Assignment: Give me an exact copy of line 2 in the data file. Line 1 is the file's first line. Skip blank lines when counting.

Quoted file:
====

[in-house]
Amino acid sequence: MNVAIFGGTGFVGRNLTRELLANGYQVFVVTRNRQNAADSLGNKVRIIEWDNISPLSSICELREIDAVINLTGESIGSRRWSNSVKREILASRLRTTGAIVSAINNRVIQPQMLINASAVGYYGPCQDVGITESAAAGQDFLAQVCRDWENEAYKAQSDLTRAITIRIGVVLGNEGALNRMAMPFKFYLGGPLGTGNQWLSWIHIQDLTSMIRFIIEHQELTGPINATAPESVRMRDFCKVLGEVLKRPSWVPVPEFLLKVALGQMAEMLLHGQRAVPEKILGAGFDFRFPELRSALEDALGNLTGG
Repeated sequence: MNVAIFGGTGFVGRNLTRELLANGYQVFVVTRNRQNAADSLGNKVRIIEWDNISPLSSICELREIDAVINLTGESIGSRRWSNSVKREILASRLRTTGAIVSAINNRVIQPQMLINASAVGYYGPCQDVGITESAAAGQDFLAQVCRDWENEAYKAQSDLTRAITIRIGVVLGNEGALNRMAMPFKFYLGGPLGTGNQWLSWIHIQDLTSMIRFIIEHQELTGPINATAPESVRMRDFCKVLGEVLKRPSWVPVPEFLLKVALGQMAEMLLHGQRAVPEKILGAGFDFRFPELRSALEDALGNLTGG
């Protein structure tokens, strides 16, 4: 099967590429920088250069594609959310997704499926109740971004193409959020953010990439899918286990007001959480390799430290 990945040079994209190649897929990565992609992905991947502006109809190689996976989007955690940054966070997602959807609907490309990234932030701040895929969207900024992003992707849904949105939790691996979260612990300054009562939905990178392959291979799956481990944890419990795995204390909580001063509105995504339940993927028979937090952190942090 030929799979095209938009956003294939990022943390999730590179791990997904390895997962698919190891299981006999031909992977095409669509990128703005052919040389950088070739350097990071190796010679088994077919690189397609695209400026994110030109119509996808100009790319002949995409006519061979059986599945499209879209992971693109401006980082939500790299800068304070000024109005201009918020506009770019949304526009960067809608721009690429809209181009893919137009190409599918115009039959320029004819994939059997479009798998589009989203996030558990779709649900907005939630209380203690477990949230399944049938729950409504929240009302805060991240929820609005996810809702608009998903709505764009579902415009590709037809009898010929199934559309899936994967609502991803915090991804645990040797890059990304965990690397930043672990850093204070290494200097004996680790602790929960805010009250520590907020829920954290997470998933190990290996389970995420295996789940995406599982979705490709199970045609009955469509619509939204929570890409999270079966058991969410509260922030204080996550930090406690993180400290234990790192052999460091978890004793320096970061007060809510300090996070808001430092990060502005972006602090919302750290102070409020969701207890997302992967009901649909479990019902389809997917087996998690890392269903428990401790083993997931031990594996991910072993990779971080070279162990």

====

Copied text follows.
Amino acid sequence: MNVAIFGGTGFVGRNLTRELLANGYQVFVVTRNRQNAADSLGNKVRIIEWDNISPLSSICELREIDAVINLTGESIGSRRWSNSVKREILASRLRTTGAIVSAINNRVIQPQMLINASAVGYYGPCQDVGITESAAAGQDFLAQVCRDWENEAYKAQSDLTRAITIRIGVVLGNEGALNRMAMPFKFYLGGPLGTGNQWLSWIHIQDLTSMIRFIIEHQELTGPINATAPESVRMRDFCKVLGEVLKRPSWVPVPEFLLKVALGQMAEMLLHGQRAVPEKILGAGFDFRFPELRSALEDALGNLTGG